This section will cover how to create your own problems and bundles for the picoCTF Platform. There are some step-by-step examples that you can follow along with in the tutorials.

Creating a Problem

To create a problem, you must set up a directory with the appropriate files and deploy it using the shell_manager utility on the shell server. We will now outline how to do that.

Problem Specification

A problem specification is a directory consisting of your problem files. The following files are recognized and used by the shell_manager.

File name Required Description
problem.json yes This file will specify the core information about the problem, including the name, category, score, and so forth. The full specification can be found here
challenge.py yes This script will specify how problem generation should occur. The full documentation for setting up this script can be found here.
requirements.txt no Specifies pip requirements for your problem
install_dependencies no A script that will be executed after installing your problem.

Any other files in your problem directory will be deployed as-is.

Testing Your Problem

When you think your challenge is ready, you should test it before deploying real problem instances. First install/update your problem by running sudo shell_manager install <problem-directory>, then sudo shell_manager status to find the name assigned to your installed problem. Then, you can use sudo shell_manager deploy -d <installed-problem-name> to generate a test instance of the problem. This test instance will not have an running services, but all of the files will be generated and placed in a temporary directory. This deployment directory will be output by the previous command, so you should verify that it looks as it should.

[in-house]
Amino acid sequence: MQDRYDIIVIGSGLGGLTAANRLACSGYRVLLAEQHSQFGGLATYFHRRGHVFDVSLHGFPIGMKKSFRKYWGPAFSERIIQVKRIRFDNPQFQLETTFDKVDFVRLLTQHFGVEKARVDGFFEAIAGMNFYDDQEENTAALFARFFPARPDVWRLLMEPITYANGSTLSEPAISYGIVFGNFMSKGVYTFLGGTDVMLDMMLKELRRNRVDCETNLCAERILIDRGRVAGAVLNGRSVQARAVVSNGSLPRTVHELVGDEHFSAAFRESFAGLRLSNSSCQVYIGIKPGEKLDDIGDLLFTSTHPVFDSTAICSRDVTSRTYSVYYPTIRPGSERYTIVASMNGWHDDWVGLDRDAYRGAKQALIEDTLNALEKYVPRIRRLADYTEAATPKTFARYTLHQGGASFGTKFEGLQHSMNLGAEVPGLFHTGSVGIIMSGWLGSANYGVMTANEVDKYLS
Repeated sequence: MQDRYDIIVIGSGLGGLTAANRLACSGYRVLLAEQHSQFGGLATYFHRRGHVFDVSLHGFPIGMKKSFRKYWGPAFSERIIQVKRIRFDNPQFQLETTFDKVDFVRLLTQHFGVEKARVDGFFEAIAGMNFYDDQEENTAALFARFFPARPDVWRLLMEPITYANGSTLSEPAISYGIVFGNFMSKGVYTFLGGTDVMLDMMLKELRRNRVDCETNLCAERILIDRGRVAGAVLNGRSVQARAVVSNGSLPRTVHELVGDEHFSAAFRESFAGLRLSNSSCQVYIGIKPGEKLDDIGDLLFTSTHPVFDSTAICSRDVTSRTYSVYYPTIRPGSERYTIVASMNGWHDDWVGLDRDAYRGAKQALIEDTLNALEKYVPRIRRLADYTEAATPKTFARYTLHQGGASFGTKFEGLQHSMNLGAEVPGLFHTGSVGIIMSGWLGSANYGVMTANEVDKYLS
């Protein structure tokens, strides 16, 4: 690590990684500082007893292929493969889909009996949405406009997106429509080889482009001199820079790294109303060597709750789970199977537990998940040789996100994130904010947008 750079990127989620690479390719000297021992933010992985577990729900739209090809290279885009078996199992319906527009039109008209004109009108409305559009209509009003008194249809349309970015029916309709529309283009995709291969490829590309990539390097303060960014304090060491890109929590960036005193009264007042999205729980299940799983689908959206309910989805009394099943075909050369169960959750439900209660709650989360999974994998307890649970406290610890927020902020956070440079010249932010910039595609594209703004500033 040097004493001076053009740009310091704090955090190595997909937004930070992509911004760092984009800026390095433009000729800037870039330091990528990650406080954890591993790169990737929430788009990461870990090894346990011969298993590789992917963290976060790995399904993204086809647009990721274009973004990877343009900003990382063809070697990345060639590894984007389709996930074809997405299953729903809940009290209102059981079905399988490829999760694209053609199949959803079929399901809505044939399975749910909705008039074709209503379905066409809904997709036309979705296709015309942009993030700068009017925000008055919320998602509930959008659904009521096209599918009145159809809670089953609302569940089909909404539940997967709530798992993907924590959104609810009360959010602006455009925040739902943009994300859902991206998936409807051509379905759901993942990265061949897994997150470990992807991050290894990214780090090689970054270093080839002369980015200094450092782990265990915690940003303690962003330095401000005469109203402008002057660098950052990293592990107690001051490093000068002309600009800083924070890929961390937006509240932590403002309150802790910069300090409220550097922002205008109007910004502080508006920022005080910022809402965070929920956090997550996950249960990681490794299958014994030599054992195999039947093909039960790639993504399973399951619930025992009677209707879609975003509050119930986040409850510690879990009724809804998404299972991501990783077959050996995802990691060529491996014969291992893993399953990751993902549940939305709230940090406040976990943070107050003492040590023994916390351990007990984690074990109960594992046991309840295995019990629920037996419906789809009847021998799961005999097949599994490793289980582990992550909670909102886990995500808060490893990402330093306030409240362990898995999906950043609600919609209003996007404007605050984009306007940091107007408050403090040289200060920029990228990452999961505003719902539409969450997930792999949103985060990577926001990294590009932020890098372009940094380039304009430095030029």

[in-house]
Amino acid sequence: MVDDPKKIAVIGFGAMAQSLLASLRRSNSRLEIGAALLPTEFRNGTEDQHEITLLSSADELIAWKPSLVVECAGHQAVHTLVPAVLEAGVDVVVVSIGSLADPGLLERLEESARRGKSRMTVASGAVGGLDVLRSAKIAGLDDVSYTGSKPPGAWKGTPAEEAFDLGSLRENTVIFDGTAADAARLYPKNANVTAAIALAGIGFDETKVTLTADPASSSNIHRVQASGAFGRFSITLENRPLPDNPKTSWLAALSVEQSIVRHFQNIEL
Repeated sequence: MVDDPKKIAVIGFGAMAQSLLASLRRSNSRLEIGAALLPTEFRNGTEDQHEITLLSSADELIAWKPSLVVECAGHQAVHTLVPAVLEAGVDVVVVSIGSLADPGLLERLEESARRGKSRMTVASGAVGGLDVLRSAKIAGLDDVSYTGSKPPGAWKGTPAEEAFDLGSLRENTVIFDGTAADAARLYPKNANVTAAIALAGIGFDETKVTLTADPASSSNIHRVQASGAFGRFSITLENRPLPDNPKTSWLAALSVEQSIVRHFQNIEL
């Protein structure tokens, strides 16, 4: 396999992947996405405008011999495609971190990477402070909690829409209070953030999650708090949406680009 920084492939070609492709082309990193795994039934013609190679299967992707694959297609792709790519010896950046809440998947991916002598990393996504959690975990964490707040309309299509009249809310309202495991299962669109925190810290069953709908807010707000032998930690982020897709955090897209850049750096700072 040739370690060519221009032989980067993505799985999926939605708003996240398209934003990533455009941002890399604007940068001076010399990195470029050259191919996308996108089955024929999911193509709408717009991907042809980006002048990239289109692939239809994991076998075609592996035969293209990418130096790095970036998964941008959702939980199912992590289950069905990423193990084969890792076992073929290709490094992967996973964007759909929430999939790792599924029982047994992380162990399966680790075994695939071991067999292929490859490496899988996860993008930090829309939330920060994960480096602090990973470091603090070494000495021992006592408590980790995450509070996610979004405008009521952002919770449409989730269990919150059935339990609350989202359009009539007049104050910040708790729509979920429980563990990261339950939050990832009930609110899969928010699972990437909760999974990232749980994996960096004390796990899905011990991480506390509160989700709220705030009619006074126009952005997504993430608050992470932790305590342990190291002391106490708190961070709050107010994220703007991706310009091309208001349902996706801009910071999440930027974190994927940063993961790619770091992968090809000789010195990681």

Deploying Instances

After verifying the dry-run output, you can run sudo shell_manager deploy <installed-problem-name> to deploy an instance of the problem. Additionally, you can use the -n parameter to specify the number of instances to deploy. To make sure that it is running properly, you can run sudo shell_manager status. Your problem will appear in the status list under a sanitized version of the name specified in problem.json, which may differ from the name of the source directory you used to deploy it.

Enabling Problems

Deployed instances/bundles are not automatically enabled on the web server. An admin must first login and visit the Admin Management page. As mentioned in the set up page, the first account you set up will be the site administrator. Under the ‘Shell Server’ tab, problems can be added via the ‘Load Deployment’ button, and the status of such problems (whether they are loaded or not) can be checked via the ‘Check Status’ button. Problems can then be enabled or disabled for the competitors via the ‘Manage Problems’ tab.

Creating a Bundle

You can create a “bundle” of problems, which specifies a map of prerequisites that users must solve before unlocking each problem. All problems specified in the bundle must be installed before the bundle itself can be installed. Then, create a bundle.json file following the specification described [here](./specs/bundle.json.md.

Now, run sudo shell_manager install-bundle <path-to-bundle.json> to install your bundle. Installed bundles will appear in the sudo shell_manager status output. After loading the deployment from the shell server in the web problem management UI, the problem unlock requirements specified in the bundle will take effect.